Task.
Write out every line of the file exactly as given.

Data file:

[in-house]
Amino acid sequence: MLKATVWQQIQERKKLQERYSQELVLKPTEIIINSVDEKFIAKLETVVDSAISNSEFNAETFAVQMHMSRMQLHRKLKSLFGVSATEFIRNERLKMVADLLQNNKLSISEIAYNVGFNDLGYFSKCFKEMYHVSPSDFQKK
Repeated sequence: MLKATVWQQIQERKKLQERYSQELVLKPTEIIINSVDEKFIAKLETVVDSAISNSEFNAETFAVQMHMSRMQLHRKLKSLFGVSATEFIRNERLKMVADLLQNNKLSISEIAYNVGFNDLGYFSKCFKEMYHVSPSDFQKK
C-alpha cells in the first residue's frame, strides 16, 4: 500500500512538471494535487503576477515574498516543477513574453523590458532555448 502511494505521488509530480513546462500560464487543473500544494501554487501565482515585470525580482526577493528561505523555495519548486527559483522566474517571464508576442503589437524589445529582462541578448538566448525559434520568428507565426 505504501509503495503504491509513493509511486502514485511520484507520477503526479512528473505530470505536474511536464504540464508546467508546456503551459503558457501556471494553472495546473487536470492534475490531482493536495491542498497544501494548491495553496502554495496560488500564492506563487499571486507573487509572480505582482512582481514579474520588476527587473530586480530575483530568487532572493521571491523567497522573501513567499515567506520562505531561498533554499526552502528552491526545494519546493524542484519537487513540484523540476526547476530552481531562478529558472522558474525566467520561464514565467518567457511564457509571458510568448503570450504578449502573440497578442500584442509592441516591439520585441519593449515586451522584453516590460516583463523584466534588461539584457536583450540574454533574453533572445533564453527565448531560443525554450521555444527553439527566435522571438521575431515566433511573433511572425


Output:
[in-house]
Amino acid sequence: MLKATVWQQIQERKKLQERYSQELVLKPTEIIINSVDEKFIAKLETVVDSAISNSEFNAETFAVQMHMSRMQLHRKLKSLFGVSATEFIRNERLKMVADLLQNNKLSISEIAYNVGFNDLGYFSKCFKEMYHVSPSDFQKK
Repeated sequence: MLKATVWQQIQERKKLQERYSQELVLKPTEIIINSVDEKFIAKLETVVDSAISNSEFNAETFAVQMHMSRMQLHRKLKSLFGVSATEFIRNERLKMVADLLQNNKLSISEIAYNVGFNDLGYFSKCFKEMYHVSPSDFQKK
C-alpha cells in the first residue's frame, strides 16, 4: 500500500512538471494535487503576477515574498516543477513574453523590458532555448 502511494505521488509530480513546462500560464487543473500544494501554487501565482515585470525580482526577493528561505523555495519548486527559483522566474517571464508576442503589437524589445529582462541578448538566448525559434520568428507565426 505504501509503495503504491509513493509511486502514485511520484507520477503526479512528473505530470505536474511536464504540464508546467508546456503551459503558457501556471494553472495546473487536470492534475490531482493536495491542498497544501494548491495553496502554495496560488500564492506563487499571486507573487509572480505582482512582481514579474520588476527587473530586480530575483530568487532572493521571491523567497522573501513567499515567506520562505531561498533554499526552502528552491526545494519546493524542484519537487513540484523540476526547476530552481531562478529558472522558474525566467520561464514565467518567457511564457509571458510568448503570450504578449502573440497578442500584442509592441516591439520585441519593449515586451522584453516590460516583463523584466534588461539584457536583450540574454533574453533572445533564453527565448531560443525554450521555444527553439527566435522571438521575431515566433511573433511572425